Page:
Foot-in-mouth by the Mail Online, exhumation of an alleged abuser, the next round of Masterpiece Cakeshop: just another week…
A UK court recognises sharia? Er, no
Following an adverse ruling from the Independent Press Standards Organisation, on 7 January the Mail Online published a correction to its earlier report of the judgment in Akhter v Khan  EWFC 54. An article on 3 August last year asserted that “a UK court had said that the couple’s marriage was ‘valid and recognised’” and that “before the landmark decision, the courts did not recognise [a nikah ceremony] as a valid marriage”. In reality, the Court had said no such thing, as is evident from our report of the judgment here.
Exhumation of an alleged abuser
The Times (£) and The Telegraph carried reports that Stephen Eyre Ch had – exceptionally – granted a faculty in the Lichfield consistory court to exhume from a family grave of the ashes of a man accused by his step-granddaughter of childhood sexual abuse: see Re The Cremated Remains of AA  ECC Lic 7. Though no criminal proceedings were ever brought against the man and the Chancellor could not confirm the accuracy of the allegations, he believed that they had been made in “good faith” and were “accepted as truthful” by her parents. He granted an application by the wife’s sister for the ashes to be exhumed and moved to the grave of the man’s parents in another churchyard. We reviewed the judgment in Re The Cremated Remains of AA, here.
Although the media reports highlighted the exhumation of the remains of the alleged paedophile, the judgment turned on the distress caused to the parties concerned and not directly on the allegations of paedophilia per se; whilst they were the source of distress, the Chancellor stressed : “I must be conscious that the allegations against AA although put forward in good faith and genuinely believed by CC and her family are not accepted by AA’s children”. The issue of distress or conflict differs from the “exceptional circumstances” under which exhumation may be granted in that it is more difficult to evince guidance from Re Blagdon or from Bishop Hill’s note; nevertheless, it has been necessary for the consistory courts to consider such circumstances on a number of occasions. These will be considered in a future post.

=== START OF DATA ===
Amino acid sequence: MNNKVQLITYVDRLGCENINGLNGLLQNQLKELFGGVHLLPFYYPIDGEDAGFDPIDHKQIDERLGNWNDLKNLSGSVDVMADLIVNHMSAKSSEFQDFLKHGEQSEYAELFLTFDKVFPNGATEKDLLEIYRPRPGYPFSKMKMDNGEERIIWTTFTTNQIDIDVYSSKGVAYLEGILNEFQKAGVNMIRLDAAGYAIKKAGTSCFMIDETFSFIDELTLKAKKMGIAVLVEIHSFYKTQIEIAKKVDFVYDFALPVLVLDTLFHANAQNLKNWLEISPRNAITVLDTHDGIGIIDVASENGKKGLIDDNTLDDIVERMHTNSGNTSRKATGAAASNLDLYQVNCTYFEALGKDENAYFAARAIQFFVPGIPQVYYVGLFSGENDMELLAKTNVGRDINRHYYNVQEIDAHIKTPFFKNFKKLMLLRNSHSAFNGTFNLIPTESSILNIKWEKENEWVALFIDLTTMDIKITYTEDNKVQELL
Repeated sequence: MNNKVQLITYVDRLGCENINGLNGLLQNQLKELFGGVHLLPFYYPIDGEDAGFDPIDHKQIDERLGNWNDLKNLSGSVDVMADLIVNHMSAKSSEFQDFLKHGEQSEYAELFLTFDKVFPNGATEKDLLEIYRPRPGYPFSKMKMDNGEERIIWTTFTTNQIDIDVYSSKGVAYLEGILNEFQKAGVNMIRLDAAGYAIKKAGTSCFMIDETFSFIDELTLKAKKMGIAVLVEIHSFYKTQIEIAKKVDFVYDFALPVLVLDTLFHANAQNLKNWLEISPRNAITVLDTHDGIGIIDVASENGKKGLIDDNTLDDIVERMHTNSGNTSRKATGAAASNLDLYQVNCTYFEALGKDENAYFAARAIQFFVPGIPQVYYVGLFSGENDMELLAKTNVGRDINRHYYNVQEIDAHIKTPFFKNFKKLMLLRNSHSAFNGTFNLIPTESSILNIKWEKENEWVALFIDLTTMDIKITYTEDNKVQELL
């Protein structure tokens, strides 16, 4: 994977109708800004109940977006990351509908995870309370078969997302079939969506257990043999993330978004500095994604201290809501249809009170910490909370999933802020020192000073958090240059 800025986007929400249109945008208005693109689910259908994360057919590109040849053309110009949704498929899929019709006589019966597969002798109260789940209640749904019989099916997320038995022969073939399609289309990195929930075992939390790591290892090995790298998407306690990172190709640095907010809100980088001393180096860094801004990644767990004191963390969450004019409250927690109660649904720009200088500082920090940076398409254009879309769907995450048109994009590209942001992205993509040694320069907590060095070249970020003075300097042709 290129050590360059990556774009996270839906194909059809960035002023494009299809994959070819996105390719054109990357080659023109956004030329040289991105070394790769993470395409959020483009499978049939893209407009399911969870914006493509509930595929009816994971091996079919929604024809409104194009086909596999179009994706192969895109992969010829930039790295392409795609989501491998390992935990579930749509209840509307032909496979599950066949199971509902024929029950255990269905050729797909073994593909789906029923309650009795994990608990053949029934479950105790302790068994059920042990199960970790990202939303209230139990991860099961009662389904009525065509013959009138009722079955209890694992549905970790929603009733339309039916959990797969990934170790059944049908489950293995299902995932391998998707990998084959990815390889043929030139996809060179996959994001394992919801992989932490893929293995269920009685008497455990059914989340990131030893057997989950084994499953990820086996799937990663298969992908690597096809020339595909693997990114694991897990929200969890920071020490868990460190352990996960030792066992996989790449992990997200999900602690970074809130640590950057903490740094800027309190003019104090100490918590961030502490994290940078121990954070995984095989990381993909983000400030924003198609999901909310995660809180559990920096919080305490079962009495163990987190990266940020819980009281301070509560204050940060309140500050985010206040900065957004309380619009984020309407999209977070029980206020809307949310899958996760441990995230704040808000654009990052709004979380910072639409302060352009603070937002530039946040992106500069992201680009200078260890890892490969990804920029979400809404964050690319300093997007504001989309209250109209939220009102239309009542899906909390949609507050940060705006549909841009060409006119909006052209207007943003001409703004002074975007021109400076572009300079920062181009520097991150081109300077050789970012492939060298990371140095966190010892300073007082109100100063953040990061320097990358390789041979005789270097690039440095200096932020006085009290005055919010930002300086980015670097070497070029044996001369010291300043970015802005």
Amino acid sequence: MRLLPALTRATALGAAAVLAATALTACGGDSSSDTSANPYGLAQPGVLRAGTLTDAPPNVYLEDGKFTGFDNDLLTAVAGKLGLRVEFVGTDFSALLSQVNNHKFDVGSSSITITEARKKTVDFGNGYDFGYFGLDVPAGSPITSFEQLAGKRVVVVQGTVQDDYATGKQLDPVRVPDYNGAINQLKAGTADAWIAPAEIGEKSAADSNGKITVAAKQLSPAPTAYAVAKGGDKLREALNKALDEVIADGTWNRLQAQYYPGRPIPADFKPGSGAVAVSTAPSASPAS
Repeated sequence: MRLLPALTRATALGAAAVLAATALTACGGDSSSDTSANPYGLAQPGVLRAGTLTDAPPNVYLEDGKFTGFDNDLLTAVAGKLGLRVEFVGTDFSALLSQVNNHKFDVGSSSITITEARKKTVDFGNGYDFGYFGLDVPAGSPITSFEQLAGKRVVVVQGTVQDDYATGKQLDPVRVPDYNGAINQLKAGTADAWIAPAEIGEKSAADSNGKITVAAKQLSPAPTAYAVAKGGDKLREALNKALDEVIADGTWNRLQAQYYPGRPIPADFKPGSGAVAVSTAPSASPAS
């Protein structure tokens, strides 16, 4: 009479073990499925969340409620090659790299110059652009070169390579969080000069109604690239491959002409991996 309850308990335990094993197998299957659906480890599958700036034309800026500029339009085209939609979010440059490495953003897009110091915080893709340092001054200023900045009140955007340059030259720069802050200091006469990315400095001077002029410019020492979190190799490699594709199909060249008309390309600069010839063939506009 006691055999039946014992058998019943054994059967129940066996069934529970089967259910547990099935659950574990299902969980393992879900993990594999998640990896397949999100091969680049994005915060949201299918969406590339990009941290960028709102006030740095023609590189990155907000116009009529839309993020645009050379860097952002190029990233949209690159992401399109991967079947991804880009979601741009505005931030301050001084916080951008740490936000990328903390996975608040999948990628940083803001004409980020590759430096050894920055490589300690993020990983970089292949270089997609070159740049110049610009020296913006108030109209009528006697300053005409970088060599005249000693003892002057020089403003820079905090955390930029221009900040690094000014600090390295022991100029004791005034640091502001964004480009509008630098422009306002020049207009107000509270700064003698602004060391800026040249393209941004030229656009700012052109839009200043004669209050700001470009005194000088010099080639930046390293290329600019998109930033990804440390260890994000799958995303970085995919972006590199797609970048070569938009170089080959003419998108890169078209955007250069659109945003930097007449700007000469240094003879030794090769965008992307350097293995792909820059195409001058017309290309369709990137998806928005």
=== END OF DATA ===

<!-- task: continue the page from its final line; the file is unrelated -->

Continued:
Other consistory court judgments
Although not making the national prominence of the AA judgment, above, other notable consistory court judgments have been reported this week, including: a reminder to incumbent and congregation that they are temporary custodians only of church buildings and assets; a robust emphasis of the duties of incumbents vis-à-vis diocesan Churchyard Regulations, and the potential implications of “culpable neglect”; and the vexed question of Alpha SB2M vs Theo vs Howe 40/4 chairs in the context of a church within the HTB network. These recent judgments and others will be reviewed in our January round-up of cases.
Masterpiece Cakeshop again
The US Supreme Court ruled in Masterpiece Cakeshop Ltd et al v Colorado Civil Rights Commission et al 584 US__(2018) 3 that Jack Phillips, the owner of Masterpiece Cakeshop, had been wrongly prosecuted for declining to bake a cake marking a same-sex wedding ceremony on the grounds that to do so would violate his religious beliefs. He has since filed a motion in the US District Court for Colorado seeking a preliminary injunction against the Colorado Civil Rights Commission, claiming that the state of Colorado was again wrongly pursuing him: this time for declining to bake a cake celebrating the seventh anniversary of a male-to-female gender transition. While the Commission has tried to argue that the federal courts should dismiss the motion, a US District Court has now ruled that the action may proceed.
And there is still an outstanding petition for certiorari in the US Supreme Court in Klein v Oregon Bureau of Labor and Industries: another refusal to design and create a wedding cake for a same sex wedding. Coming at some point, no doubt, to a cake-stand near you…
Charity law in Scotland